You might not make it to Paris this weekend – or even to the Western Cape’s Franschhoek Bastille Festival – but when you stream these movies on Showmax and Netflix, you’ll get your dose of je ne sais quoi directly from your couch. Pairing them with fine wine and soft cheese? Highly recommended.
Some of these movies have left the streaming platforms they were on at the time of writing. Find another movie here.
The Intouchables (2012): Netflix
Hilarious from the get-go, Earth, Wind and Fire’s nostalgic feel-good music sets the tone for this uplifting true story. The Intouchables centres on the blossoming friendship between an aristocratic quadriplegic Parisian and his inexperienced and unlikely live-in caretaker.
A triumph of the human spirit, this coming-of-age buddy movie is jam-packed with heart, warmth and moxie.
Both influencing each other for the better, the duo’s wild adventures and wonderful chemistry turn this infectious comedy into a film worth repeating. A triumph of the human spirit, this coming-of-age buddy movie is jam-packed with heart, warmth and moxie. Priceless moments fill the smash hit French comedy, rightfully earning Omar Sy personality of the year from Le Journal du Dimanche.
IMDB rating: 8.5/10
Rotten Tomatoes rating: 75%
Midnight in Paris (2011): Showmax
Woody Allen has a penchant for New York comedies, which is why it’s surprising that one of his best films is actually set in Paris. Being the city of love and lights, it’s one of those magical destinations where sequels tend to land. Midnight in Paris follows a Hollywood screenwriter who’s forced to reassess his relationship with a materialistic fiancee after he’s magically transported back in time each night at midnight.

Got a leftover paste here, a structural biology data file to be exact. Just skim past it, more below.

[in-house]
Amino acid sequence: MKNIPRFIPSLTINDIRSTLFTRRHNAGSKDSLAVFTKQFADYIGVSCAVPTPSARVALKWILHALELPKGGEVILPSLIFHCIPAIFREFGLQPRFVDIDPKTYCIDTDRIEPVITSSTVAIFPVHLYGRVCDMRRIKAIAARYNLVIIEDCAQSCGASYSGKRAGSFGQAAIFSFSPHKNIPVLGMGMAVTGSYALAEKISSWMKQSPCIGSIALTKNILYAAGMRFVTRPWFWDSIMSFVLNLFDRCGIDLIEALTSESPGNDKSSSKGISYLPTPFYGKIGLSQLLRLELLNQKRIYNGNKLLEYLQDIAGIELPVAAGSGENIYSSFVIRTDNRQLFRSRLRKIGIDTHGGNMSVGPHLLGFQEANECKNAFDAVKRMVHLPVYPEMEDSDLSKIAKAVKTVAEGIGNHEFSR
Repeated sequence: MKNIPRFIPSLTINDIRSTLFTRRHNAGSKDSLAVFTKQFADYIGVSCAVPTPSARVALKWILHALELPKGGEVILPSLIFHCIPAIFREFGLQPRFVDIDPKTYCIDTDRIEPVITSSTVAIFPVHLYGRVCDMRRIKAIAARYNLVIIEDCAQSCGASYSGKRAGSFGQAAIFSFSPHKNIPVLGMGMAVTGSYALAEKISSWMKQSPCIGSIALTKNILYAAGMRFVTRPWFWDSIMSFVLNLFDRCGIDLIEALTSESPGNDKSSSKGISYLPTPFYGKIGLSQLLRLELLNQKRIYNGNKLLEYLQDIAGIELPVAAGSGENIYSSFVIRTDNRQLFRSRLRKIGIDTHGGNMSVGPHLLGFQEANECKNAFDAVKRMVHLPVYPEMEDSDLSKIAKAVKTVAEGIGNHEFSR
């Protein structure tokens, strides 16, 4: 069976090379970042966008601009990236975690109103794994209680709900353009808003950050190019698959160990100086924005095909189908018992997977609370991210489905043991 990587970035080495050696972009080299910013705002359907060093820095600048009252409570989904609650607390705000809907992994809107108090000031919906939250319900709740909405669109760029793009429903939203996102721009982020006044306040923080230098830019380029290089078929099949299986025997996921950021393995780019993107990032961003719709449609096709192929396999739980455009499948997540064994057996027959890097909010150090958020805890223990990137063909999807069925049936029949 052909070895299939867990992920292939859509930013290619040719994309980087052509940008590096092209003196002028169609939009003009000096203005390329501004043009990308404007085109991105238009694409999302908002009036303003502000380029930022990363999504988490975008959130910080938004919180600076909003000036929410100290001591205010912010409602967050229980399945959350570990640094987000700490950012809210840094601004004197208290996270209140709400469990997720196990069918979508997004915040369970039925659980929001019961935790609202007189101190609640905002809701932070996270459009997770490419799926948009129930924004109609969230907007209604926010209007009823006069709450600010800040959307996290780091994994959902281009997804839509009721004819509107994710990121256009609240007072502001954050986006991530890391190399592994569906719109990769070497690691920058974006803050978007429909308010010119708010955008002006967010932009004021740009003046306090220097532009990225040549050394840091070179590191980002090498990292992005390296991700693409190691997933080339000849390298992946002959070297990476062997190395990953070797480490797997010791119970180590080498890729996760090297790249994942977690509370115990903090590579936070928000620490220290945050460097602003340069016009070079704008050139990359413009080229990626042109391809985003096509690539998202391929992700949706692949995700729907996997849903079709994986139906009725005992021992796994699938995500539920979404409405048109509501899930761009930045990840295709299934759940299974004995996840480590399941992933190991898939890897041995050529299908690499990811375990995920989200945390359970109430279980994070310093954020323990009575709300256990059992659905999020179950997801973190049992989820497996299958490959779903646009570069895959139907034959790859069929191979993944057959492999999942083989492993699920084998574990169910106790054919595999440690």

Glowing with a stellar cast including Owen Wilson, Rachel McAdams and Marion Cotillard, Midnight in Paris immerses us in the mystique, nostalgia and shimmer of 1920s Parisian culture. Enriched by encounters with Ernest Hemingway, Salvador Dali, Gertrude Stein and F Scott Fitzgerald, it’s an artful, entertaining and sharp-witted fantasy comedy to savour.
IMDB rating: 7.7/10
Rotten Tomatoes rating: 93%
I Am Not an Easy Man (2018): Netflix
In this gender-bending fantasy comedy, Damien, a proud chauvinist, finds himself in an alternate world where gender roles are reversed. After a bump on the head, he wakes up to discover a female-dominated world in which he experiences overt sexism himself. Now off-balance, trying to seduce Alexandra, a chauvinistic novelist, and joining the campaign for men’s rights, he’s confronted with his own shortfalls.
Vincent Elbaz and Marie-Sophie Ferdane drive this amusing and at times scathing comedy as Damien and Alexandra respectively. Elbaz is fully committed as the handsome fall guy, who becomes the object of affection. The fiery Ferdane plays his equal-opposite, a mirror for introspection.
Entertaining, cleverly flipping social norms, confronting hard truths and toying with gender roles, it’s a great conversation starter.
IMDB rating: 6.4/10
Rotten Tomatoes rating: 80%
Raw (2016): Showmax
The French may be known for eating frogs and snails, but French horror drama Raw takes exotic diets to the extreme. A vegetarian first-year veterinary student’s participation in initiation ceremonies lead her on a downward spiral.
While the message is subtle, it speaks to society’s underlying hypocrisy and hints at why we’re preoccupied with vampires and werewolves.
What starts as a coming-of-age college drama turns into a dark, harrowing, unsettling and bloody horror.
This is an original, compelling, daring, disturbing, thoughtful and well-acted horror that will make you cringe, shake your head and keep watching.
Thankfully, the fantasy genre and subtitles add distance, buffering Raw’s unflinching violence, gore and sexuality. While the message is subtle, it speaks to society’s underlying hypocrisy and hints at why we’re preoccupied with vampires and werewolves.
IMDB rating: 7/10
Rotten Tomatoes rating: 92%